Back to High-Level Visits
 
Back to Important Issues
 
Back to Home
    FAQ on High-Level Visits

Q: What is this high-level visits issue?

A: Currently five individuals from Taiwan cannot travel freely to the United States. They cannot travel within a thirty miles radius of the U.S. Capital - Washington, DC. FAPA STRONGLY URGES THE U.S. GOVERNMENT TO REPEAL THESE RESTRICTIONS.

Q: Who are these five individuals?  Are they criminals?

A:  No, they are not criminals. Far from it. They are the highest-level of Taiwanese government officials – the President, Vice President, Prime Minister, Minister of Defense, and Minister of Foreign Affairs.

Q: Why can't they travel freely to the United States? Why are they barred from visiting Washington, DC at all? Are there any laws on these restrictions?

A: The United States government simply does not permit such visits by these five individuals to take place.

There are NO U.S. laws stipulating these restrictions. Actually, these restrictions are self-imposed by the U.S. government. The U.S. government is concerned that once and if we allow them to visit Washington, DC, the Communist government in Beijing will take retaliatory measures.

Q: Not even the Minister of Foreign Affairs?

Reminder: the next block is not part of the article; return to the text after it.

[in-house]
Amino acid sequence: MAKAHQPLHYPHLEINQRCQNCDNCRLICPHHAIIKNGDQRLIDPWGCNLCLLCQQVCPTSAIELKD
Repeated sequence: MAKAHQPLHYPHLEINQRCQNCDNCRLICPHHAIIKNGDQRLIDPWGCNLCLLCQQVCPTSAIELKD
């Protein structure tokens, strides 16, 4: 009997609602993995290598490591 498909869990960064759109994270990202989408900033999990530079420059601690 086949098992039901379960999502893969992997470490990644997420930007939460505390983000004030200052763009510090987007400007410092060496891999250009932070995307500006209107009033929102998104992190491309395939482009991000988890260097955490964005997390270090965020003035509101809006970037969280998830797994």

A: That is correct. Imagine if the U.S. Secretary of State (similar to Taiwan's Minister of Foreign Affairs) could not travel freely to other countries or were barred to visit important capitals around the globe such as London or Munich.

Q: Wait a minute. We are talking about American soil. Right?

A: You are right. FAPA strongly believes that we should not let the Chinese government determine this part of our foreign policy. This is American soil after all. It should be up to the Americans to decide who can travel to this country and who cannot. NOT THE COMMUNIST REGIME IN BEIJING.

Q: Have these Taiwanese leaders visited the United States before - despite the restrictions?

A: Yes they have; through so called "transit visits." How does this work? Taiwan has to make up some official visits to Central America or the Caribbean where most of Taiwan's diplomatic allies are located. Then on the way to these countries, Taiwanese officials can briefly stop over in the United States, depending on the outcome of negotiations with the State Department. For example, if Taiwan's government is in the favor of the State Department, then the President of Taiwan can stop over in big cities such as New York or Miami and maybe he can meet with the press and local Taiwanese Americans. If, for some reason, the government of Taiwan fell out of favor with the State Department, the President of Taiwan (who is democratically elected, mind you) will be "allowed" to transit through cities that are as far away from Washington, DC, as possible. The most recent case was in May 2006 when President Chen was forced to choose between stopping over in either "Alaska" or "Hawaii", two states outside the mainland, because the State Department was not happy that President Chen had just done away with a long-defunct "domestic" government agency. 
 
 

 
Questions? Please email: home@fapa.org or Call: (202) 547-3686